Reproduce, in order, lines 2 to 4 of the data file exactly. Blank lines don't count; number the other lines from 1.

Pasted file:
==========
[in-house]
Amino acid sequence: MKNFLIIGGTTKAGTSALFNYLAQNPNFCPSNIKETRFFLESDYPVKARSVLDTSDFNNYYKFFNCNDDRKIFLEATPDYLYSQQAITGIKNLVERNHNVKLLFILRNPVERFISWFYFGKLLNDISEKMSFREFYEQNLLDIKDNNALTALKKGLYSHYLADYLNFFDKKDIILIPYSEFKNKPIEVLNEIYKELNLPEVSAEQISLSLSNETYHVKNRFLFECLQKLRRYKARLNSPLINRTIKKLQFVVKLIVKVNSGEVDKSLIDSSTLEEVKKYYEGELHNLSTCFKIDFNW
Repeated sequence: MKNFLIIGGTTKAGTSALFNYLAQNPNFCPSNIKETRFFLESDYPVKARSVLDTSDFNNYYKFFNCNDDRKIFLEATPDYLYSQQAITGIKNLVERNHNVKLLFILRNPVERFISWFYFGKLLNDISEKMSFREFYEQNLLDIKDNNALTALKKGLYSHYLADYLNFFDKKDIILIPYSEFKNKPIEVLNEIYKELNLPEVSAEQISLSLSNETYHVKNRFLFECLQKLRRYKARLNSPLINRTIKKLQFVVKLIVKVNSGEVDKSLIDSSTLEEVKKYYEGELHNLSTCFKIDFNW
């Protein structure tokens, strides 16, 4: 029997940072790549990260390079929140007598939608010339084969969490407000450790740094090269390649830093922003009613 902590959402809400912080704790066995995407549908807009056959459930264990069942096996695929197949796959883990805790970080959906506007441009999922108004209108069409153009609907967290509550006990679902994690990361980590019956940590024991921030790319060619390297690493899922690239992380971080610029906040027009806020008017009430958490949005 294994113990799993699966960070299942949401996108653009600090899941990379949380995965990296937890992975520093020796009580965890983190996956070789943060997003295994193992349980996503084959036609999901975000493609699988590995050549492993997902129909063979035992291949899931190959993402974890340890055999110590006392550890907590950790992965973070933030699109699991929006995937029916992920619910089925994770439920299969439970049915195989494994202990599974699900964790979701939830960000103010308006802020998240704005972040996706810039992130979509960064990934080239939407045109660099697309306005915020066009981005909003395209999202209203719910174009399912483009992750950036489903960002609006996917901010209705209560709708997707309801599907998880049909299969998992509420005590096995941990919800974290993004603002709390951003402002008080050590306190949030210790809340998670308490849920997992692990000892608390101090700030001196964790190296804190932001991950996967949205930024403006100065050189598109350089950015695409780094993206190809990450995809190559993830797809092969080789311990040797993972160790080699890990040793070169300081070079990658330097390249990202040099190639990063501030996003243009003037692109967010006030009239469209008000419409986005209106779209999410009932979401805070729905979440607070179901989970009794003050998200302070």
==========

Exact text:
Amino acid sequence: MKNFLIIGGTTKAGTSALFNYLAQNPNFCPSNIKETRFFLESDYPVKARSVLDTSDFNNYYKFFNCNDDRKIFLEATPDYLYSQQAITGIKNLVERNHNVKLLFILRNPVERFISWFYFGKLLNDISEKMSFREFYEQNLLDIKDNNALTALKKGLYSHYLADYLNFFDKKDIILIPYSEFKNKPIEVLNEIYKELNLPEVSAEQISLSLSNETYHVKNRFLFECLQKLRRYKARLNSPLINRTIKKLQFVVKLIVKVNSGEVDKSLIDSSTLEEVKKYYEGELHNLSTCFKIDFNW
Repeated sequence: MKNFLIIGGTTKAGTSALFNYLAQNPNFCPSNIKETRFFLESDYPVKARSVLDTSDFNNYYKFFNCNDDRKIFLEATPDYLYSQQAITGIKNLVERNHNVKLLFILRNPVERFISWFYFGKLLNDISEKMSFREFYEQNLLDIKDNNALTALKKGLYSHYLADYLNFFDKKDIILIPYSEFKNKPIEVLNEIYKELNLPEVSAEQISLSLSNETYHVKNRFLFECLQKLRRYKARLNSPLINRTIKKLQFVVKLIVKVNSGEVDKSLIDSSTLEEVKKYYEGELHNLSTCFKIDFNW
């Protein structure tokens, strides 16, 4: 029997940072790549990260390079929140007598939608010339084969969490407000450790740094090269390649830093922003009613 902590959402809400912080704790066995995407549908807009056959459930264990069942096996695929197949796959883990805790970080959906506007441009999922108004209108069409153009609907967290509550006990679902994690990361980590019956940590024991921030790319060619390297690493899922690239992380971080610029906040027009806020008017009430958490949005 294994113990799993699966960070299942949401996108653009600090899941990379949380995965990296937890992975520093020796009580965890983190996956070789943060997003295994193992349980996503084959036609999901975000493609699988590995050549492993997902129909063979035992291949899931190959993402974890340890055999110590006392550890907590950790992965973070933030699109699991929006995937029916992920619910089925994770439920299969439970049915195989494994202990599974699900964790979701939830960000103010308006802020998240704005972040996706810039992130979509960064990934080239939407045109660099697309306005915020066009981005909003395209999202209203719910174009399912483009992750950036489903960002609006996917901010209705209560709708997707309801599907998880049909299969998992509420005590096995941990919800974290993004603002709390951003402002008080050590306190949030210790809340998670308490849920997992692990000892608390101090700030001196964790190296804190932001991950996967949205930024403006100065050189598109350089950015695409780094993206190809990450995809190559993830797809092969080789311990040797993972160790080699890990040793070169300081070079990658330097390249990202040099190639990063501030996003243009003037692109967010006030009239469209008000419409986005209106779209999410009932979401805070729905979440607070179901989970009794003050998200302070």